The etiquette of poverty

The food bank opens at 9:30. If you arrive close to that time, it’s likely that you’ll be 14th or 15th in line, which means that you won’t finish until noon. If you arrive at least a half hour early, you’ll probably be 5th or 6th and you’ll be finished by about 10:45. You’re an early arriver at nearly everything anyway. Being on time feels like being late.

It’s 9:00 when you arrive, park your twenty five year old car and get in line. You stand behind an older man whose weathered face tells a thing or two about a rugged life. He sits on top of a hard plastic box which does not look comfortable. A younger man stands next to him talking about his cell phone bill. Directly in front of them are five women. One has dark hair and stands to the side, alone. Four of them speak in animated, singsong Spanish and their gossip and laughter fill the parking lot. Several shopping bags are lined up in front of the door. There’s less than a half hour to wait. It’s cold.

There’s someone in the bushes near the edge of the building. At first you think it must be a homeless person, but it turns out to be a plumber. Looks like he’s fixing something for the church.

A young man arrives and takes his place in line behind you. He’s wearing a thick winter coat and gloves and heaves a heavy backpack from his shoulders onto the ground next to him. You wonder if he slept outside last night and think about how cold it is.

One of the women standing in front of the door moves and you see there’s a note posted. It says the food bank’s hours have changed, effective a week ago today and they won’t open until 10. It’s 9:15. There’s not enough gas in the car to drive home and back and if you did that you’d lose your place in line and have to wait longer throughout the morning. Better to stay put and wait it out since you’ve already invested some time in this task.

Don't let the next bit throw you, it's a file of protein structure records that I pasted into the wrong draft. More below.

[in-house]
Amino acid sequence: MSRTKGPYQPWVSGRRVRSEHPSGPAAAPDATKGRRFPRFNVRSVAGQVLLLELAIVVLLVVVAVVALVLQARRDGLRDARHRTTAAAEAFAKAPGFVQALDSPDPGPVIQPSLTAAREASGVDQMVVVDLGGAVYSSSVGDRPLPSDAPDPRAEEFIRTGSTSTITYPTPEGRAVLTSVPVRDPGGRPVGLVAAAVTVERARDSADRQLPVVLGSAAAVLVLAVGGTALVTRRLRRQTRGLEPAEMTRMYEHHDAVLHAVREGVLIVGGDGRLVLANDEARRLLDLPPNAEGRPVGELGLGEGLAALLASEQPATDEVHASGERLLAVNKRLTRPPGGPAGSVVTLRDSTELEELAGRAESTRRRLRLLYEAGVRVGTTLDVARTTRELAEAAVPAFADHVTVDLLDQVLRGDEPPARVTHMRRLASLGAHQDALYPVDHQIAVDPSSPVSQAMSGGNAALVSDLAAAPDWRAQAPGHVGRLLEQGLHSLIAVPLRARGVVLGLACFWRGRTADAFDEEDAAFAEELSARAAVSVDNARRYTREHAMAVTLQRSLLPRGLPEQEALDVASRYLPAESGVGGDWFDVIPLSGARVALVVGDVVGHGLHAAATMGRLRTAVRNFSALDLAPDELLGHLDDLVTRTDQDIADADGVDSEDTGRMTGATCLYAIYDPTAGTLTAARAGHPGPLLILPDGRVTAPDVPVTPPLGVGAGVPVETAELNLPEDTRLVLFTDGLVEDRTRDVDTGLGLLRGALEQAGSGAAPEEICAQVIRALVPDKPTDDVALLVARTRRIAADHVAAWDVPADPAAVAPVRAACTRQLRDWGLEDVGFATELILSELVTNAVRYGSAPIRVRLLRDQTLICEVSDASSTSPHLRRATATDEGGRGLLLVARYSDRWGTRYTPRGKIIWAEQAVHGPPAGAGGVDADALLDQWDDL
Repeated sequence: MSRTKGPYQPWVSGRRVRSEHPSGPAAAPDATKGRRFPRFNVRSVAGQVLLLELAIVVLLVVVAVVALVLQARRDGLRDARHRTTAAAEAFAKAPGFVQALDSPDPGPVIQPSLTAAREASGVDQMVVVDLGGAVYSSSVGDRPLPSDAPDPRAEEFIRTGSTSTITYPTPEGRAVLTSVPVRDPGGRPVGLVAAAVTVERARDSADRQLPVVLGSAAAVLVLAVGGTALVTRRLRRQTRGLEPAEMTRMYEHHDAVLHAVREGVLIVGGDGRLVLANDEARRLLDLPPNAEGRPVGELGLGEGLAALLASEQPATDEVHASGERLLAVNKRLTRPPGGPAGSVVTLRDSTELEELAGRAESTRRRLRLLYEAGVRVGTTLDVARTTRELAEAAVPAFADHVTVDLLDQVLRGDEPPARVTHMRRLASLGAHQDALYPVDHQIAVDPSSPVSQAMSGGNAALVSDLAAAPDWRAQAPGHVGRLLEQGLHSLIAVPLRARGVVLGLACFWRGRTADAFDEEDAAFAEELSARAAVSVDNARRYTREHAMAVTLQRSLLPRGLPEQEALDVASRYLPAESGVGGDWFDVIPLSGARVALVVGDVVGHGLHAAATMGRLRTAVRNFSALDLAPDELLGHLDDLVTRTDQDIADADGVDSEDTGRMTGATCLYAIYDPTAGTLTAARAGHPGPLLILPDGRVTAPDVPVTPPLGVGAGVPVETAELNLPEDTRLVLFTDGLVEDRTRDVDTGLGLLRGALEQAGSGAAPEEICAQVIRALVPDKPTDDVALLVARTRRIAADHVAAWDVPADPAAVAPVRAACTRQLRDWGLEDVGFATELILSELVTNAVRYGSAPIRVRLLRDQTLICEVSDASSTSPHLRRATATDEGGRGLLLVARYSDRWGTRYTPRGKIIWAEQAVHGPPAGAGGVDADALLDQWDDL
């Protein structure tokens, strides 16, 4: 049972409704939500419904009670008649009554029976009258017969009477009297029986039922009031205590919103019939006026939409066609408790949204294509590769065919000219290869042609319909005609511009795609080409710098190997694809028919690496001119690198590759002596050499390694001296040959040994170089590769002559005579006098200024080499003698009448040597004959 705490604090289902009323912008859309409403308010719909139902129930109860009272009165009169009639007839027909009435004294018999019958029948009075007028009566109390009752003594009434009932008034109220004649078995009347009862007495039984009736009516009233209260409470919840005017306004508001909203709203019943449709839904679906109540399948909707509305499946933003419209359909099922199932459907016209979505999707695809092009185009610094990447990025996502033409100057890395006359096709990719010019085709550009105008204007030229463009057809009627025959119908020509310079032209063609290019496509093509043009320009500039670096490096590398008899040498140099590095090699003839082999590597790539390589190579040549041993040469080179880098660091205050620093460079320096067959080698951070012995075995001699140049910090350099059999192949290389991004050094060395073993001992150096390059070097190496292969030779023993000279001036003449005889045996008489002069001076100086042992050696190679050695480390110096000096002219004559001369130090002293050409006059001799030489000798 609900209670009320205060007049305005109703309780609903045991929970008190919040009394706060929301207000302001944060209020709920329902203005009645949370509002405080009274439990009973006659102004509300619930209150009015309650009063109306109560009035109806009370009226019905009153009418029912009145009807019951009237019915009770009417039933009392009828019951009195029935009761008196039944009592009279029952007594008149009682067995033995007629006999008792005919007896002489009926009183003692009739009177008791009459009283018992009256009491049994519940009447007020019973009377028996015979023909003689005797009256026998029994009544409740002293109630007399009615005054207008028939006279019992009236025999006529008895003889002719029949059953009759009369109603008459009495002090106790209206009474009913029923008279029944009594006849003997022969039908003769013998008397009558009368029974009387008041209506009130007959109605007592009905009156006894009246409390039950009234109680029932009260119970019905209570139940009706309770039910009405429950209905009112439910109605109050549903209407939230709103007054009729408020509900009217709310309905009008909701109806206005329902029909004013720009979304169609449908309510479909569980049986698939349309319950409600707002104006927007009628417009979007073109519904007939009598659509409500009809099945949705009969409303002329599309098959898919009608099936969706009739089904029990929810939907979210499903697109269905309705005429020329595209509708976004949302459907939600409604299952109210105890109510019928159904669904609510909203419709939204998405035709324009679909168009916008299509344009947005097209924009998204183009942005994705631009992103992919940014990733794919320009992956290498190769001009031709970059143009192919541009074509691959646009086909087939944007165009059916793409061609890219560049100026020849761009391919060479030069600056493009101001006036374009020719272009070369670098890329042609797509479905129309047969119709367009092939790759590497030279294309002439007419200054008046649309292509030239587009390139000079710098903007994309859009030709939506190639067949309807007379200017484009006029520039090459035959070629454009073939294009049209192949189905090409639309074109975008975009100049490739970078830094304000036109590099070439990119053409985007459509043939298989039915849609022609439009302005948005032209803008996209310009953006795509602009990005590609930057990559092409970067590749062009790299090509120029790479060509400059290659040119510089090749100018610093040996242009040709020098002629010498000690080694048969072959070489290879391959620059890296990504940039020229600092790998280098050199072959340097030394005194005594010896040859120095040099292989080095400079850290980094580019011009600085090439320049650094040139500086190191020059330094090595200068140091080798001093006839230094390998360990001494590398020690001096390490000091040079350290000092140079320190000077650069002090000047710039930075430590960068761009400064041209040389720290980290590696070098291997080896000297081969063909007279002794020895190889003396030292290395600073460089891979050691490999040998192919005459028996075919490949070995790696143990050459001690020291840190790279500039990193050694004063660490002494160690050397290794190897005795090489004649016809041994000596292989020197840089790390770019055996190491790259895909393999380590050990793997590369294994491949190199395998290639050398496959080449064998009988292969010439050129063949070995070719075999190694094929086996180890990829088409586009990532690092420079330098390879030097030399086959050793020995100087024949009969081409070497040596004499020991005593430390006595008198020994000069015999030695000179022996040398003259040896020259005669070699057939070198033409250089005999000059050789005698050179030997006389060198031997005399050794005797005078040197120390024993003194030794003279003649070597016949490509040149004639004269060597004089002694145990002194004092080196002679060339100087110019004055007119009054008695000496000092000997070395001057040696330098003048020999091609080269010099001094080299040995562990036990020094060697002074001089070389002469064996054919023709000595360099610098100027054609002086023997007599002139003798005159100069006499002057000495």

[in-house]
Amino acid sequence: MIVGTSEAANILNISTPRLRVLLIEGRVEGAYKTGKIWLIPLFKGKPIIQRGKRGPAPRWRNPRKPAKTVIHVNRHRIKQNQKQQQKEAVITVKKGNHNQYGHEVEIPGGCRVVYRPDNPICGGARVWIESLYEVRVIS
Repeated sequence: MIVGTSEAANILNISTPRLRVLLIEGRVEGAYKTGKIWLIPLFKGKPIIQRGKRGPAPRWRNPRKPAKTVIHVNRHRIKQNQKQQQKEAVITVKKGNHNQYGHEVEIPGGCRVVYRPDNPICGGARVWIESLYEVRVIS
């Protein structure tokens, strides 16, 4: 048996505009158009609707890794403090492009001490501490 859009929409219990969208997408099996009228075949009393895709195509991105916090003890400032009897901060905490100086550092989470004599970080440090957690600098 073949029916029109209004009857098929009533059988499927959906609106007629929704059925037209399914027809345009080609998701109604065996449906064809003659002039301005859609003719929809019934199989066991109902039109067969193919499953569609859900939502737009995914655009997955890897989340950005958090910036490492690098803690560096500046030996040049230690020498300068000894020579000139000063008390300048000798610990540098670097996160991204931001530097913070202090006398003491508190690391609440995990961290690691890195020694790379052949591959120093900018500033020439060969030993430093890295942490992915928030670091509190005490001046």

A woman with a big, brown, fluffy dog approaches the line. The dog is on a leash, but he gravitates towards the man behind you and the man reaches his hand out to offer a pat. The dog moves back nervously, but the lady says something and the dog moves his snout towards the young man’s hand. “He’s a little nervous,” he says to the woman. “He’s not feeling well,” she says and goes on to explain that she’s taking him to the vet today. The young man doesn’t say anything, but he seems comforted by the dog. The woman is dressed neatly and she carries an expensive looking handbag. A few minutes pass. The woman walks away.

“Guess she’s getting her fill of “po folk,” the man in front of you says, rich laughter chasing his words.
“Must be,” you say.

Someone behind you is coughing.

Other conversations begin and end at will. If you had to identify a regular theme it would be that here, folks look out for one another. Outside of the food bank line it seems that everyone is competing with each other, but here there is a rare sense of fellowship. Conversations revolve around survival and information is shared openly. Out here in the cold, advice is given.

The old man in front of you stands up and stretches. He pulls a cigarette from his pocket and steps out of line to smoke.